peaceful aggressiveness

I’ve always been a little uneasy with (what I thought was) aggressiveness.

While growing up, I had several close acquaintances and family members who were proud of their “aggressiveness” and witnessed a few incidents that were quite ugly which I attributed to this trait.

My negative experience with it led me to install the belief in my consciousness that being “aggressive” was a bad thing.  After seeing what I saw, and being treated like I was at times while growing up, I vowed to never be like that, and continued my life being a fairly passive person.

Whenever thoughts of “aggressiveness” arose, I would squelch them as quickly as possible (suppress, I guess, would be a better word instead of squelch), and the “aggressiveness” would spring up quite unexpectedly at random times as completely irrational temper tantrums that were completely uncharacteristic of me and were usually taken out on myself more than others.

This behavior resulted in a strengthening of the belief that “aggression” was bad, because of the guilt and embarrassment I’d experience after blowing up.

Lately I’ve been working on restructuring my beliefs-  beliefs that I’ve taken for granted my whole life and which have attributed to my life experiences thus far.

It’s amazing how many little beliefs we adopt from various experiences, which slip into our consciousness unnoticed, and we take as ‘just the way things are’.

I have to say that it doesn’t have to be the way things are, and most of these beliefs are extremely self-limiting.

No time is better than now to take an honest look at these beliefs and see them for what they are.

For me, a good visual to help with this process is to look at these beliefs as furniture in a room which can easily be rearranged, kept in place, refurbished, or discarded altogether.  The important thing is to be in control of THEM, not the other way around.  First, we have to be conscious of them, and then we can do what we wish to them.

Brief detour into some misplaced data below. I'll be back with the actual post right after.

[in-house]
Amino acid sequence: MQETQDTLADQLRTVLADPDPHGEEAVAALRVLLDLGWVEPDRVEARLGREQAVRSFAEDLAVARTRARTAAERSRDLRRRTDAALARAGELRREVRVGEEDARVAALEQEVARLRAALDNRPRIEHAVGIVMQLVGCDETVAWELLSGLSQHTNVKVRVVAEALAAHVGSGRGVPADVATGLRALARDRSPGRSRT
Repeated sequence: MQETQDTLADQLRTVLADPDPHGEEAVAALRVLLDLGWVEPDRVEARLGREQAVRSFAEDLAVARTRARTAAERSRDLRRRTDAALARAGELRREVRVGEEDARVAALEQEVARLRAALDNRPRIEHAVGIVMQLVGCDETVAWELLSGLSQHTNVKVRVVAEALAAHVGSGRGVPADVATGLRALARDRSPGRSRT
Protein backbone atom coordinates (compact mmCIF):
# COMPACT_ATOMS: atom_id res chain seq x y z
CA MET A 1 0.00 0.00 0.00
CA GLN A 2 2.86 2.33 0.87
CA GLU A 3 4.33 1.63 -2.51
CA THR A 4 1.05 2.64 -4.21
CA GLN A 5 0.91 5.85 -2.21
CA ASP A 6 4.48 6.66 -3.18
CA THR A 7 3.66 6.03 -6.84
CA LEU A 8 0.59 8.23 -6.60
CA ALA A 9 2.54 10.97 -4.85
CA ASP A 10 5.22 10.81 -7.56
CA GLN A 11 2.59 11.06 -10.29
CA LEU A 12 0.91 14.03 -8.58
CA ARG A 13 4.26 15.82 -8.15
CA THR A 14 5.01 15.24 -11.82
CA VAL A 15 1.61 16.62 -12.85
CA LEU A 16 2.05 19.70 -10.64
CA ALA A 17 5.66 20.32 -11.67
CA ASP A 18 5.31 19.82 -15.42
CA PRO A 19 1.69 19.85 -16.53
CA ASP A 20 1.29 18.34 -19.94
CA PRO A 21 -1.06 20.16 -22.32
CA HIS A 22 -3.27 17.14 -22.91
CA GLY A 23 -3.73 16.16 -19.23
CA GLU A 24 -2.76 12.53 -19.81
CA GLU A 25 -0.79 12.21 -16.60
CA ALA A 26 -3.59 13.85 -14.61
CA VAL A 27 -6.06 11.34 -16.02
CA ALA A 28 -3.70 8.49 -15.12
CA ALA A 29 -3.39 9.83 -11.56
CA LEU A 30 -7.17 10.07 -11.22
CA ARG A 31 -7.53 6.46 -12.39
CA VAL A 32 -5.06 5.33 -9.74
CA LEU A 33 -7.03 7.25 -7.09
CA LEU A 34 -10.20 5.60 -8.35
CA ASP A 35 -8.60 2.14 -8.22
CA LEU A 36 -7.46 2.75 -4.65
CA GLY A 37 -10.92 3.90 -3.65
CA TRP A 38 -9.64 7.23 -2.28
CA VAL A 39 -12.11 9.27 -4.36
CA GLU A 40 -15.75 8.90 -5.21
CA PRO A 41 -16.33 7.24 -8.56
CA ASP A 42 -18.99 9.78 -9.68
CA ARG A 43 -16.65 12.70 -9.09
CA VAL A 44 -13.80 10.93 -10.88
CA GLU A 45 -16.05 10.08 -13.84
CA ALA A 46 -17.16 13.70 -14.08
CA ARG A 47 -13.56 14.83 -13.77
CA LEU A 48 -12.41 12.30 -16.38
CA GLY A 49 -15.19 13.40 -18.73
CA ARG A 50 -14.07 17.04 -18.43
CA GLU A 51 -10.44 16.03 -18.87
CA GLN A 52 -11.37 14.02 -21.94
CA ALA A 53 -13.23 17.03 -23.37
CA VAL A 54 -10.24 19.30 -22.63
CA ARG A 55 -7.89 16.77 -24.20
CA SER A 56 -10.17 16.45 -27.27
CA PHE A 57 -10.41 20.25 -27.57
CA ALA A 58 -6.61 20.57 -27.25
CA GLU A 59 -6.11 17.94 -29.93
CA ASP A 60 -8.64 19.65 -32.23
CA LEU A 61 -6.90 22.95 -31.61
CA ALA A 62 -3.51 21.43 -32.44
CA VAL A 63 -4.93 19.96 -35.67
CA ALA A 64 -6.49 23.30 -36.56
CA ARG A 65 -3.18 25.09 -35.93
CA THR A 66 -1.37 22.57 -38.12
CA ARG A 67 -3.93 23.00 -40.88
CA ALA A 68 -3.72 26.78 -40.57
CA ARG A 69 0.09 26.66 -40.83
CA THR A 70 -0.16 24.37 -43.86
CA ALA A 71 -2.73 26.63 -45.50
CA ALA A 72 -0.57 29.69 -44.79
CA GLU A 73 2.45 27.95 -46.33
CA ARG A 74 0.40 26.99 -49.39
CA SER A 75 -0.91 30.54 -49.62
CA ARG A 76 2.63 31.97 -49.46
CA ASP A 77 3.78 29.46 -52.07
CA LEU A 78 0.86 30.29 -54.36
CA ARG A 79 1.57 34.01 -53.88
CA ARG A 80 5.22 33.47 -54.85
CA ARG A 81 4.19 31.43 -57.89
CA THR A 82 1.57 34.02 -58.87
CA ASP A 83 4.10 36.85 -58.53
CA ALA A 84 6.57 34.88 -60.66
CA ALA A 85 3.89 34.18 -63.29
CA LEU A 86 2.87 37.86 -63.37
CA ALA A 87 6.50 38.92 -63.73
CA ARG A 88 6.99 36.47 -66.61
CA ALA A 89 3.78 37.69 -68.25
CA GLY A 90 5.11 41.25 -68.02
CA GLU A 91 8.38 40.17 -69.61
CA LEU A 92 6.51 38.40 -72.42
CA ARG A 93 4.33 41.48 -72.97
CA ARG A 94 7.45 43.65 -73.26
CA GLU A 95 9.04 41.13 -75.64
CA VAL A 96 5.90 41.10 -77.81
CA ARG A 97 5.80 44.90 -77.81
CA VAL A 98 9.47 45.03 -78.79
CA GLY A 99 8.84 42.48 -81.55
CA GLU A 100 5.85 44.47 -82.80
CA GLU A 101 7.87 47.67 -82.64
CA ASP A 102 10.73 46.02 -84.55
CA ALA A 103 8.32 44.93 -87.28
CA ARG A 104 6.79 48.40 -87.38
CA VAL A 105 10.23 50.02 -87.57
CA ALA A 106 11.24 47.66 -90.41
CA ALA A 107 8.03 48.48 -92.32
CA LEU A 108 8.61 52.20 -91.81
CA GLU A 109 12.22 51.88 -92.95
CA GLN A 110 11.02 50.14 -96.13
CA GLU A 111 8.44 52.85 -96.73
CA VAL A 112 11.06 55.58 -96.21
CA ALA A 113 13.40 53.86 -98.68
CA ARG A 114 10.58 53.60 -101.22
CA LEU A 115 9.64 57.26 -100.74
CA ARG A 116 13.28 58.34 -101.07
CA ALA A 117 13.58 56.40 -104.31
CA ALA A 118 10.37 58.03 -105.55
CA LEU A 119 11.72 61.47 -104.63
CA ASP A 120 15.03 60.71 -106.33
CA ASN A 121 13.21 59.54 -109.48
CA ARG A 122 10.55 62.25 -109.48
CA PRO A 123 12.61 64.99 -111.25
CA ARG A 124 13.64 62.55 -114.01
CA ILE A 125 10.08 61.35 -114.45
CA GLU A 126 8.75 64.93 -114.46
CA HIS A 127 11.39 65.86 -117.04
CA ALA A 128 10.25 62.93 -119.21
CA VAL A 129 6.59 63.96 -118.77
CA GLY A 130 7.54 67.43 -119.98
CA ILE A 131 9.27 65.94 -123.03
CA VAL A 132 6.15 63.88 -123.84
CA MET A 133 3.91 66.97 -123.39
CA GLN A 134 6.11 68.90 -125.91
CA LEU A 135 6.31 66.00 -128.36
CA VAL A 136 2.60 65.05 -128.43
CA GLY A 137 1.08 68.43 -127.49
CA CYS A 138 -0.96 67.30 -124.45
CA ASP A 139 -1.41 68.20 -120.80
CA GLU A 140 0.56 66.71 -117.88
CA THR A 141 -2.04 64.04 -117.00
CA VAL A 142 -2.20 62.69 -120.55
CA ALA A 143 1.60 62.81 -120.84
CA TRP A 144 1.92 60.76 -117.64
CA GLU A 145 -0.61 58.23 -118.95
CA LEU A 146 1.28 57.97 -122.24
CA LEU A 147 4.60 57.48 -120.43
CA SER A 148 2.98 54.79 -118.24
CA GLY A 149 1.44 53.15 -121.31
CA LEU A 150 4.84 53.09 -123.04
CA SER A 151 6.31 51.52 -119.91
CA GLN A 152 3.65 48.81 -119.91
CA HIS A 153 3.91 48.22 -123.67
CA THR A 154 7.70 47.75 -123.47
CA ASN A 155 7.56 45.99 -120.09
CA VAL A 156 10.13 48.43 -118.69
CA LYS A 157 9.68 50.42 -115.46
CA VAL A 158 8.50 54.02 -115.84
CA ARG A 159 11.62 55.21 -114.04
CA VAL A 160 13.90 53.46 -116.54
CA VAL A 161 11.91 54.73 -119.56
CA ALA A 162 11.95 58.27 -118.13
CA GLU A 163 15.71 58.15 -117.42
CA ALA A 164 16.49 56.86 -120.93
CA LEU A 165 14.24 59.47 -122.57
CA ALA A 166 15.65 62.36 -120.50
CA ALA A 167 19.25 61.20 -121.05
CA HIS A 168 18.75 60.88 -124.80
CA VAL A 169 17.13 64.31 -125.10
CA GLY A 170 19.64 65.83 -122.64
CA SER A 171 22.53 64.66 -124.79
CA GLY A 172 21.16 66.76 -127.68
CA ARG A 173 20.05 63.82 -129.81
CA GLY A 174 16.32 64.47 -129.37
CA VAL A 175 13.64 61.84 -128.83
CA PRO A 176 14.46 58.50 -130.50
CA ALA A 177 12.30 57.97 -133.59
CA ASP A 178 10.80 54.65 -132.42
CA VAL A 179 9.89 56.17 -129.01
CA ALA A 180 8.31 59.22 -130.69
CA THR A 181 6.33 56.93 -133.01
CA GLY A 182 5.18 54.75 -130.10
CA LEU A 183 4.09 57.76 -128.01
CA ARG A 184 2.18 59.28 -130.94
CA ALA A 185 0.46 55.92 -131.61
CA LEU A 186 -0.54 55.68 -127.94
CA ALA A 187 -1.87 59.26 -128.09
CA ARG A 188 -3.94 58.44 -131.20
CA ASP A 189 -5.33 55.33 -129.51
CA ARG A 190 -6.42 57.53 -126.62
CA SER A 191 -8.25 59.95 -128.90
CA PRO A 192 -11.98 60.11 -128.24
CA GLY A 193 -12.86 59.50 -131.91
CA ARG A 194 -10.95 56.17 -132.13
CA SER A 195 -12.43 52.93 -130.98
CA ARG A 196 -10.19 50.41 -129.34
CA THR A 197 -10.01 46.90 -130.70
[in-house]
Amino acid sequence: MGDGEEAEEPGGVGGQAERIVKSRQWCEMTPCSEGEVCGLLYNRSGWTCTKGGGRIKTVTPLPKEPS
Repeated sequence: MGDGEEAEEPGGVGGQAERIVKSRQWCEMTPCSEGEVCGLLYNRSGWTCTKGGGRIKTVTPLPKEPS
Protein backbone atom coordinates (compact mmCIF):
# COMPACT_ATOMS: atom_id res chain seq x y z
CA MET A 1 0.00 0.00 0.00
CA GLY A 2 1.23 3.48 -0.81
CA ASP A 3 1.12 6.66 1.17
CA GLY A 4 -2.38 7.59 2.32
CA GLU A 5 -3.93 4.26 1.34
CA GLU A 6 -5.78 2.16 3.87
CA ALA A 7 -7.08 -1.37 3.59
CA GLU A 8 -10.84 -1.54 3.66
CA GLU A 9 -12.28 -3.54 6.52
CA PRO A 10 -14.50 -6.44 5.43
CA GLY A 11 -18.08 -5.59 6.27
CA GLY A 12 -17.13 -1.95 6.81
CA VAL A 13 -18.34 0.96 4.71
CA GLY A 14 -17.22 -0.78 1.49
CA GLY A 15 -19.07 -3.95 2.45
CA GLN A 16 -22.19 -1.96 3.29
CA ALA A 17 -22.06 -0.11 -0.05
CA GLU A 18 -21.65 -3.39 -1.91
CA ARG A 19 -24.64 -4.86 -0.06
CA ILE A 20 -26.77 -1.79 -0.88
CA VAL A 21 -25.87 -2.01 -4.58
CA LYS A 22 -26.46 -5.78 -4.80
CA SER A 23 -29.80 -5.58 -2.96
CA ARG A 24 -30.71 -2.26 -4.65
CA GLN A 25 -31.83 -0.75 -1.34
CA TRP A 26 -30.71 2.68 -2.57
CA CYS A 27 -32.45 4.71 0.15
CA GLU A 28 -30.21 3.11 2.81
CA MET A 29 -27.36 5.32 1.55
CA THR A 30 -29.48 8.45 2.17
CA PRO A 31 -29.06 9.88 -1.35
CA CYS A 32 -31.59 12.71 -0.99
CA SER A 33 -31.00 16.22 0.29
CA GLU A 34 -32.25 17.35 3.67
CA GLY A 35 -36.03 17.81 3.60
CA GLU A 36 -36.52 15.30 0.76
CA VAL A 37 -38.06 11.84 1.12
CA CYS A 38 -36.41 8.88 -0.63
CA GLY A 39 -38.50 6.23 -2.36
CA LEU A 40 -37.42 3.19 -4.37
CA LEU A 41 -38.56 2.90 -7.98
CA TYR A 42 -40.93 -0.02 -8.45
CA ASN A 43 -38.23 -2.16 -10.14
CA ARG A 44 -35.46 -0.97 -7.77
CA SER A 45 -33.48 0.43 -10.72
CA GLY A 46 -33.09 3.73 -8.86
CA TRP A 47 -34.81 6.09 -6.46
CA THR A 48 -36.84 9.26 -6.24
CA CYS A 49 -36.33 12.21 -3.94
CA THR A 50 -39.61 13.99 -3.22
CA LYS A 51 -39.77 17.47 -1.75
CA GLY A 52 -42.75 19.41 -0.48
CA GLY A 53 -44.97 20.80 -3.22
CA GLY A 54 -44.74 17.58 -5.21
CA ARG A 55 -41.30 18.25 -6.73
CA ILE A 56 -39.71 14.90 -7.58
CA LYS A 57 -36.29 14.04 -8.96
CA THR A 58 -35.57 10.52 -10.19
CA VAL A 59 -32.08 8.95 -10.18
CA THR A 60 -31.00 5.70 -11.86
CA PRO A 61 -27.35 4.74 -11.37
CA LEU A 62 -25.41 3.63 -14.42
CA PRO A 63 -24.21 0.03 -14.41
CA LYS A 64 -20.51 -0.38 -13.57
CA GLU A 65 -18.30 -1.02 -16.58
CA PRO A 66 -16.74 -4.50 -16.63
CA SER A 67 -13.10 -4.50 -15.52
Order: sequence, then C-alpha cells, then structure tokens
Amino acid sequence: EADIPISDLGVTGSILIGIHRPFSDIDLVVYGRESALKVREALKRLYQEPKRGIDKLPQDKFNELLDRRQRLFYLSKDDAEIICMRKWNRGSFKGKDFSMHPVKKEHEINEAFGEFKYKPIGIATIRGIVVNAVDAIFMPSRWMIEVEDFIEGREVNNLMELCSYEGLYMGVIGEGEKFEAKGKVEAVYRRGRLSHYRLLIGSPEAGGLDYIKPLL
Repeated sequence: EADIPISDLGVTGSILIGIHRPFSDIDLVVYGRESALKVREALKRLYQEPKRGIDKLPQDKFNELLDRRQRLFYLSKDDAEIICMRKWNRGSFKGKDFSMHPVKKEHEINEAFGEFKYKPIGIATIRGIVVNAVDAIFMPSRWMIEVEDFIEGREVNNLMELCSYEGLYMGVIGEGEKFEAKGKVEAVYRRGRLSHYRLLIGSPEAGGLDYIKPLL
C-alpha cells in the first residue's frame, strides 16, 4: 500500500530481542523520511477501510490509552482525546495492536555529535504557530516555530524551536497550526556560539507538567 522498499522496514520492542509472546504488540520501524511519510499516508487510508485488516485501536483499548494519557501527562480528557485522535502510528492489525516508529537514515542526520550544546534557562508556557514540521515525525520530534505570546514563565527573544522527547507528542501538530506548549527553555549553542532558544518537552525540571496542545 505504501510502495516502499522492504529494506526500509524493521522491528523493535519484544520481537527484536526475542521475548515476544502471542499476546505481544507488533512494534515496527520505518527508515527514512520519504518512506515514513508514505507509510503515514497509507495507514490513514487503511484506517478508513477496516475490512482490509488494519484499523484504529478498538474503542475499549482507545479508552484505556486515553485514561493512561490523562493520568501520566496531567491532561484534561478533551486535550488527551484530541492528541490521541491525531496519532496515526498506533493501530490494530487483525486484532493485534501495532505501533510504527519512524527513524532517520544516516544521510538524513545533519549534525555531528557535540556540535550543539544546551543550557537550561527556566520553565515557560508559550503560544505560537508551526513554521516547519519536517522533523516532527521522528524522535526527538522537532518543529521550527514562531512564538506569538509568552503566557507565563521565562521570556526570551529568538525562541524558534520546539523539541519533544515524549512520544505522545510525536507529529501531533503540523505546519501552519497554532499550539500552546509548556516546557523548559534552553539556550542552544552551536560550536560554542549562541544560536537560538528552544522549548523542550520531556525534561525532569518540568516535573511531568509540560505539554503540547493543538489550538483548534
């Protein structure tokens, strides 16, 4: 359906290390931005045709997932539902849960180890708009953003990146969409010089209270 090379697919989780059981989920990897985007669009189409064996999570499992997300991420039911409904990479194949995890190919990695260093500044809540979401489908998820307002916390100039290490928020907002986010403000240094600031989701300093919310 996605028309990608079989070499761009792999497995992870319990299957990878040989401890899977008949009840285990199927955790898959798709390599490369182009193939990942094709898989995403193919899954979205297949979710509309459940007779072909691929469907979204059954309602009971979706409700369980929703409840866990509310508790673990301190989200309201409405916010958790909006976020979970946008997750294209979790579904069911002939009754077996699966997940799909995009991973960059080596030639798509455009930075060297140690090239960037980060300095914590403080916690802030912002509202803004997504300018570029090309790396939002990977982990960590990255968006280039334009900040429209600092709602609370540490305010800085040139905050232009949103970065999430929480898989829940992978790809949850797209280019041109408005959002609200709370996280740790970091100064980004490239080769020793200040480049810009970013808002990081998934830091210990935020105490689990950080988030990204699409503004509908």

Getting back to my above mentioned belief about “aggressiveness”, I realize it has been a very limiting belief of mine for much of my life.  Bringing aggressiveness to light, I’ve really been studying it, especially in my Aikido practice.

What I’ve experienced off the mat and on is that suppressed aggressiveness leads to irrational violence.

Aggressiveness is a very natural thing and, if experienced naturally, can be a catalyst to peaceful resolution.  It is a natural kind of communication in social orders and is used as a way to let another person know that in your terms they have transgressed, and therefore is naturally used as a method of preventing violence – not of causing it.

Yet it’s easy to confuse violence with aggression, not understanding aggression’s creative activity or its purpose, if you will, as a method of communication to prevent violence.

What I was doing, and I think a lot of people do, is deliberately making great effort to restrain the communicative elements of aggression while ignoring its many positive values, until its natural power becomes dammed up, finally exploding into violence.

Violence is a distortion of aggression.

The event of birth is an aggressive action – the thrust outward of a self from within a body into a new environment.

Any creative idea is aggressive.

Violence is not aggressive.  It is instead a passive surrender to emotion which is not understood or evaluated, only feared, and at the same time sought.

Violence is basically an overwhelming surrender, with a great degree of suicidal emotion, the antithesis of creativity.  For example, both killer and victim in a war are caught up in the same kind of passion, but I don’t see it as being aggressive.  It is the desire for destruction made up of feelings of despair caused by a sense of powerlessness, not of power.

Aggressiveness leads to action, to creativity, and to life.  It does not lead to destruction, violence, or annihilation.

This is something that I’ve found very empowering and can aptly apply it to my Aikido practice.  There’s not many places that are better suited to practice reaction to fear than the dojo.  I find the environment of the randori (multiple attacker) to be the best training grounds for this.

A lot of people either react in the fight or flight manner, neither of which are Aiki-esque.

Try creative aggressiveness.  This may be what part of irimi (entering) is all about.  Go right into the fear, aggressively but creatively, and create something new – like a peaceful resolution – out of the interaction.

2 comments

  1. Alex Ellison on

    This is, I believe, your best post yet. Well written, thought-provoking and best of all, it challenges our most basic understanding of violence and aggression.

  2. jeanne whited on

    I agreed completely. I believe peaceful aggressiveness if practiced and applied can be very useful in work, play, home and in our self. Hmmm???

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